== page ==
What does Saudi spending cut mean for oil?

The primary hypothesis is that falling oil prices forced Saudi Arabia – the most influential member of the OPEC, the latter being still the most influential lobby among the oil-producing industry – to slash public spending. “We have built reserves, cut public debt to near-zero levels and we are now working on cutting unnecessary expenses while focusing on main development projects and on building human resources in the Kingdom,” Saudi Finance Minister Ibrahim Abdulaziz Al-Assaf told CNBC Arabia.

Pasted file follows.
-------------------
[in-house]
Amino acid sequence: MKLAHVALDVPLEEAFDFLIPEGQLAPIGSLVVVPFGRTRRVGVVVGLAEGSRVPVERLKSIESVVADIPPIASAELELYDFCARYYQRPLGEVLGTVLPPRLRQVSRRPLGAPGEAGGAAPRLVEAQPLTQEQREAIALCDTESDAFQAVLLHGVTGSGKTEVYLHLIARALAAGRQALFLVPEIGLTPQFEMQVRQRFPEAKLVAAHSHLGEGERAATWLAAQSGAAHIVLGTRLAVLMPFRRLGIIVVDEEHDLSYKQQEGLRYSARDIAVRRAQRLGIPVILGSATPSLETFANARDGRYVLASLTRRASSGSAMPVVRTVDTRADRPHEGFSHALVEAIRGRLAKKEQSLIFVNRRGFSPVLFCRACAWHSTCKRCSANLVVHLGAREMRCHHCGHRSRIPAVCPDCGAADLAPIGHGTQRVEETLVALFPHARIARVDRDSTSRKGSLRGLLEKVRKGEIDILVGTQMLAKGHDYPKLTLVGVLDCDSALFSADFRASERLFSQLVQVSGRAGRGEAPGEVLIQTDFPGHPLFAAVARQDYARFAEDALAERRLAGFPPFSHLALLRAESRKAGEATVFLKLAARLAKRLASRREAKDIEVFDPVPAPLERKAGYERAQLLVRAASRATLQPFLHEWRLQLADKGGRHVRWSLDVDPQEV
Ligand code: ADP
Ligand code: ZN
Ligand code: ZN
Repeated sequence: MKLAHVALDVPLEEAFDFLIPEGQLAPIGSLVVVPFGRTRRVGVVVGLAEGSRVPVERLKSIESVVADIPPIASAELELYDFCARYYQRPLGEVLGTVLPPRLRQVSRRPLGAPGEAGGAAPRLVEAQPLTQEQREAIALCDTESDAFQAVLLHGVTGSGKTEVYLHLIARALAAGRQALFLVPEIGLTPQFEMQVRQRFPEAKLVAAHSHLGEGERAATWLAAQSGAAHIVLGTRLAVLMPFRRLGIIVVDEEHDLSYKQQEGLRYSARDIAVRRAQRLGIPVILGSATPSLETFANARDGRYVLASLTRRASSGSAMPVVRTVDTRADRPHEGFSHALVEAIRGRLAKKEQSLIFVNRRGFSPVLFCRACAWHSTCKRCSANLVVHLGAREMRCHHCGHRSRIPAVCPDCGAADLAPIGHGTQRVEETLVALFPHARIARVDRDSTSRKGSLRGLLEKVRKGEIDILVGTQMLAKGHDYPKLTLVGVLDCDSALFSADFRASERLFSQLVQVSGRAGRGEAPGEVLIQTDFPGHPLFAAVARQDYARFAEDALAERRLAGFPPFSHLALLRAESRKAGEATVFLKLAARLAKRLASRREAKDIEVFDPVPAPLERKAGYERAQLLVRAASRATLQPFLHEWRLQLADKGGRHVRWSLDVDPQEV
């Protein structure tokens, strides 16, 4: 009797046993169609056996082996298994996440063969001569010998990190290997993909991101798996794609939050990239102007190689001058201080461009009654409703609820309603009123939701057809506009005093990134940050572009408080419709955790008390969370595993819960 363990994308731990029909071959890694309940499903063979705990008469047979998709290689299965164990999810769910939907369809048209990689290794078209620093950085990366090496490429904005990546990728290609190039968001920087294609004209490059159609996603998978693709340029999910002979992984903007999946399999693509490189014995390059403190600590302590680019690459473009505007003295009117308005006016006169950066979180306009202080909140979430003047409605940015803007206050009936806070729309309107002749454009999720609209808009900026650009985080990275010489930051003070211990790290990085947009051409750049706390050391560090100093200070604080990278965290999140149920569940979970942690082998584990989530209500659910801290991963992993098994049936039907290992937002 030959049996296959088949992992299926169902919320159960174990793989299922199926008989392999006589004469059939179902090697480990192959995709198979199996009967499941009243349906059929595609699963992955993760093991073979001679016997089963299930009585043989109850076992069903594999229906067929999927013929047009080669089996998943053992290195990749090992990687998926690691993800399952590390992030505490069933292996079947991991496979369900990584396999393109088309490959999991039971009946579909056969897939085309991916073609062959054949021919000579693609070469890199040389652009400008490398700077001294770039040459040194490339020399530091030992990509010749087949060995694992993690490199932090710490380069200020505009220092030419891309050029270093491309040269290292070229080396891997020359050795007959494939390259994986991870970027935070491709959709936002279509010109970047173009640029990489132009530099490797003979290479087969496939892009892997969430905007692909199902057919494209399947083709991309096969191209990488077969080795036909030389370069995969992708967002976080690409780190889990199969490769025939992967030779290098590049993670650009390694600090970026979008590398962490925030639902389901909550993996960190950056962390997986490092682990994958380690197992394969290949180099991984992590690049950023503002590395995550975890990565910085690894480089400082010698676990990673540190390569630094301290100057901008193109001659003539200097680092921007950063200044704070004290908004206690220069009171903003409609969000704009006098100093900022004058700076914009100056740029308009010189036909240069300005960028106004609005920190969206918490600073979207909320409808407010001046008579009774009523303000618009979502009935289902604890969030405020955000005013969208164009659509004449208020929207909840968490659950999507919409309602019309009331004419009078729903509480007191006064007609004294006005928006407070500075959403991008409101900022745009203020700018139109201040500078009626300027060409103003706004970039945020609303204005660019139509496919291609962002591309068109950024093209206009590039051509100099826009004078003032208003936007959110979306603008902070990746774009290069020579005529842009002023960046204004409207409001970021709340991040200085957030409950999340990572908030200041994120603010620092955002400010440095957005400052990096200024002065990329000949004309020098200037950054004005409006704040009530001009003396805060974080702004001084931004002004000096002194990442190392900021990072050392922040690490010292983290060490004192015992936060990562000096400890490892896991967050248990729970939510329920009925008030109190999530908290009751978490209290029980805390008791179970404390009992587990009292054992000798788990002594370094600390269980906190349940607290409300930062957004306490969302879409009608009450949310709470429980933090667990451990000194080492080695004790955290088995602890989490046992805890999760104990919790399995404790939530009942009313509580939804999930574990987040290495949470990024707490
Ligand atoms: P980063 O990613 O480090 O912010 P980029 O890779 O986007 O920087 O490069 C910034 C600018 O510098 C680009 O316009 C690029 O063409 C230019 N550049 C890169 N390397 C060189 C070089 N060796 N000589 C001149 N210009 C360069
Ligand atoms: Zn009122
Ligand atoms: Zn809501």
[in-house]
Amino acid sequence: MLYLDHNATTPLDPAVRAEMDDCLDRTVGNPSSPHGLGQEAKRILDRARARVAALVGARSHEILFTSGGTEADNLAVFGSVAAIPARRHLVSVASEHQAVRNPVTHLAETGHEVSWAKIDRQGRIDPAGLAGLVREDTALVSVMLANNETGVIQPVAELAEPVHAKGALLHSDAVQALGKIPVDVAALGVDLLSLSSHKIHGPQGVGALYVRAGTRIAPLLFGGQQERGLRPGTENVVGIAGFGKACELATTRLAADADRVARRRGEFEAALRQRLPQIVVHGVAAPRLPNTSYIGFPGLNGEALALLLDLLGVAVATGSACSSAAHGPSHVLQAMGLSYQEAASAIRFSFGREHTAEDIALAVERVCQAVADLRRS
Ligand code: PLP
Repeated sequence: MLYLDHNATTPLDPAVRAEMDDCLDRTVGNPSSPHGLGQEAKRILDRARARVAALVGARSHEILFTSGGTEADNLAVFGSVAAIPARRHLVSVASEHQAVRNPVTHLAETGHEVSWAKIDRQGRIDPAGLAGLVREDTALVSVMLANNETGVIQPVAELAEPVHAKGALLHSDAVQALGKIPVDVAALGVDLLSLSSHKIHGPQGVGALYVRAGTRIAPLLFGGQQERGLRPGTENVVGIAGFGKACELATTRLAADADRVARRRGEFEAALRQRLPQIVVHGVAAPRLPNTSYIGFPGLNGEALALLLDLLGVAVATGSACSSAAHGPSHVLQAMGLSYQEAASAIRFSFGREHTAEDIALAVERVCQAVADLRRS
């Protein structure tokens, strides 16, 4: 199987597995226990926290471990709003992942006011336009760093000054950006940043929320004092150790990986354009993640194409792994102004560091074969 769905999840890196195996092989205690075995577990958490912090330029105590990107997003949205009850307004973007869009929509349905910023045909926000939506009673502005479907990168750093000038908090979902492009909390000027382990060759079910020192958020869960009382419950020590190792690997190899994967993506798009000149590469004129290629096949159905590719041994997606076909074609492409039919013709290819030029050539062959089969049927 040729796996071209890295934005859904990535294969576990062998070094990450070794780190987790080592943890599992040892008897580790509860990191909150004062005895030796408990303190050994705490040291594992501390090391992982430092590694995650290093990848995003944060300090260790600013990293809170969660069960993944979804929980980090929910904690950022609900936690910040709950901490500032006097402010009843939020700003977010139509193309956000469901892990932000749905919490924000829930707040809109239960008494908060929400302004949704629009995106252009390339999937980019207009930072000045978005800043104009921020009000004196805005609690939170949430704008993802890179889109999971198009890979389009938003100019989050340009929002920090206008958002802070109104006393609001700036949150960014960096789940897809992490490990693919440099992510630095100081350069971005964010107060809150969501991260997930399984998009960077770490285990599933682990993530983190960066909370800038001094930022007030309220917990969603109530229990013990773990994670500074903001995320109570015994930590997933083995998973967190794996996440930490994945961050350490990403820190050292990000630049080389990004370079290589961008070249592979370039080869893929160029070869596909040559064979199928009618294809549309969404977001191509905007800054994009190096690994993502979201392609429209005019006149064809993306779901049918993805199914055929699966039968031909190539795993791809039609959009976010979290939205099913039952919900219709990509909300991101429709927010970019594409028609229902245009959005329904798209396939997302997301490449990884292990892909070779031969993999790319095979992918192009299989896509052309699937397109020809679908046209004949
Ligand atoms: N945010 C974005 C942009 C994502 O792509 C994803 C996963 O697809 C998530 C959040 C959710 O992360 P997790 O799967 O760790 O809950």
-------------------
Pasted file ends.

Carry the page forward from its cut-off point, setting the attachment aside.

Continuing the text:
In an apparent move to reduce Saudi Arabia’s dependence on oil exports in line with recent IMF advice, the Kingdom might actually be continuing its low oil prices strategy in the long term – the barrel dropped from $115 in June 2014 to $42 in recent days. Indeed, cutting public spending doesn’t necessarily means Saudi Arabia is willing to reverse the trend but could rather be optimizing its public finances with a view to sustaining low oil prices for a longer period of time than expected. The longer the current situation exists, the likelier Saudi Arabia is able to overwhelm foreign competition.